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The Repetition of Large-Earthquake Ruptures

Kerry Sieh

Published April 30, 1996, SCEC Contribution #218

This survey of well-documented repeated fault rupture confirms that some faults have exhibited a "characteristic" behavior during repeated large earthquakes---that is, the magnitude, distribution, and style of slip on the fault has repeated during two or more consecutive events. In two cases faults exhibit slip functions that vary little from earthquake to earthquake. In one other well-documented case, however, fault lengths contrast markedly for two consecutive ruptures, but the amount of offset at individual sites was similar. Adjacent individual patches, 10 km or more in length, failed singly during one event and in tandem during the other. More complex cases of repetition may also represent the failure of several distinct patches. The faults of the 1992 Landers earthquake provide an instructive example of such complexity. Together, these examples suggest that large earthquakes commonly result from the failure of one or more patches, each characterized by a slip function that is roughly invariant through consecutive earthquake cycles. The persistence of these slip-patches through two or more large earthquakes indicates that some quasi-invariant physical property controls the pattern and magnitude of slip. These data seem incompatible with theoretical models that produce slip distributions that are highly variable in consecutive large events.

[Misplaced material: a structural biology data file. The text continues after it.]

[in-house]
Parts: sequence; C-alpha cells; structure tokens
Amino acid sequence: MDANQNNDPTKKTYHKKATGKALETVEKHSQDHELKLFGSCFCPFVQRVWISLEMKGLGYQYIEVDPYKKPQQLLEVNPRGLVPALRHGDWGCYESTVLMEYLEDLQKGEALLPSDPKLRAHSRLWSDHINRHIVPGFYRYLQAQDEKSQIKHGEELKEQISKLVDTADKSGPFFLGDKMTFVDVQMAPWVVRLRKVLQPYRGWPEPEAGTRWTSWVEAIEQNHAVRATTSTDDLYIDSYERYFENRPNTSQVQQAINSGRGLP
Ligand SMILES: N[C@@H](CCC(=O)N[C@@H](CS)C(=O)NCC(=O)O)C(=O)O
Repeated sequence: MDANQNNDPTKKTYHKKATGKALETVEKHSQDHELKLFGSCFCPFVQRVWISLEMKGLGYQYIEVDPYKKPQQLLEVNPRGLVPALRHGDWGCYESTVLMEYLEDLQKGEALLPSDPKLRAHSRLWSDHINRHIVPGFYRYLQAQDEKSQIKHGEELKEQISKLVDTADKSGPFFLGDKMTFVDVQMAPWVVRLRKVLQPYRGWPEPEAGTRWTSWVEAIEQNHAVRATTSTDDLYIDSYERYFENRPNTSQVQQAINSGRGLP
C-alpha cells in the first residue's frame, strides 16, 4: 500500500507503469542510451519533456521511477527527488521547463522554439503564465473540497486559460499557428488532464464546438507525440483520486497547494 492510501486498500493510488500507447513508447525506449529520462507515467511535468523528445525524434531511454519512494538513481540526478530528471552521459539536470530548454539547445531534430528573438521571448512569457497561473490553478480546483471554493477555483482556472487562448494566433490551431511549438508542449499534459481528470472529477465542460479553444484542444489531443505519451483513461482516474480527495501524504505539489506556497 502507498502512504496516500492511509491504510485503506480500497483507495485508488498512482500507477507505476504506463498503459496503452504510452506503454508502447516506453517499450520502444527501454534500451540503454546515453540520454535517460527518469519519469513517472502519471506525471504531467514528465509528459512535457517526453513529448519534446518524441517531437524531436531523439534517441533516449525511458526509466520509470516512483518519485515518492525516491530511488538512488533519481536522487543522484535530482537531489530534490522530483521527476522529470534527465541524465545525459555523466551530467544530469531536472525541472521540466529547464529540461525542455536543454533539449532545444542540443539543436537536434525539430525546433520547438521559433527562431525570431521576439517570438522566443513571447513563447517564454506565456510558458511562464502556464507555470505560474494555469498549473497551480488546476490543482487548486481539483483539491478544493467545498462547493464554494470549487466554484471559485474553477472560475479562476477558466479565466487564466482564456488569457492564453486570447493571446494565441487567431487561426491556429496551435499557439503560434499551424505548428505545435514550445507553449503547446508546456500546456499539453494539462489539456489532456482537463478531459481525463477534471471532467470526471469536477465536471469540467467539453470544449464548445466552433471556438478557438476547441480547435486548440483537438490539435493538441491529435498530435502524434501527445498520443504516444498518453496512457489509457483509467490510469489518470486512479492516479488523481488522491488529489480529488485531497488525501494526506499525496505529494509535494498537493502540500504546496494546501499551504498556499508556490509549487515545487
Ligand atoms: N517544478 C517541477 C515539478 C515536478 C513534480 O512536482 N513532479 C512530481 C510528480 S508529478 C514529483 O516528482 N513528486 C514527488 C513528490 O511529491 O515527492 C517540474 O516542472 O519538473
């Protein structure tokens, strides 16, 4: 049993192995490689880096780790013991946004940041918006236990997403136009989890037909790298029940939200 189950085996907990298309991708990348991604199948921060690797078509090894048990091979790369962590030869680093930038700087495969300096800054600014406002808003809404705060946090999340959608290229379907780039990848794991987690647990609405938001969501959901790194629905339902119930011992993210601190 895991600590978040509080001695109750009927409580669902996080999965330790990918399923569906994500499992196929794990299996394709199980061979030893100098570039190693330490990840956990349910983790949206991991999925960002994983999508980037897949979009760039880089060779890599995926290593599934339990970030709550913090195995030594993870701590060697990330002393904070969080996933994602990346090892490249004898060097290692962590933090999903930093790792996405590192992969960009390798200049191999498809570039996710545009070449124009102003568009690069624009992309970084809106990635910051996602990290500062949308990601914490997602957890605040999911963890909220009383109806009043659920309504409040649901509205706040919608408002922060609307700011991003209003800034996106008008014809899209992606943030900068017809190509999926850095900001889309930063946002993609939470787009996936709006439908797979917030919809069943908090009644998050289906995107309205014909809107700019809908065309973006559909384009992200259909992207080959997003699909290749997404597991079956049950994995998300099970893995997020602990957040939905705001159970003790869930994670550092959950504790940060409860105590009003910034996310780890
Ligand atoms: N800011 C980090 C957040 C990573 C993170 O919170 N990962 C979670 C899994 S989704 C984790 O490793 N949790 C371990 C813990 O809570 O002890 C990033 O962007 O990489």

Sieh, K. (1996). The Repetition of Large-Earthquake Ruptures. Proceedings of the National Academy of Sciences, 93, 3764-3771.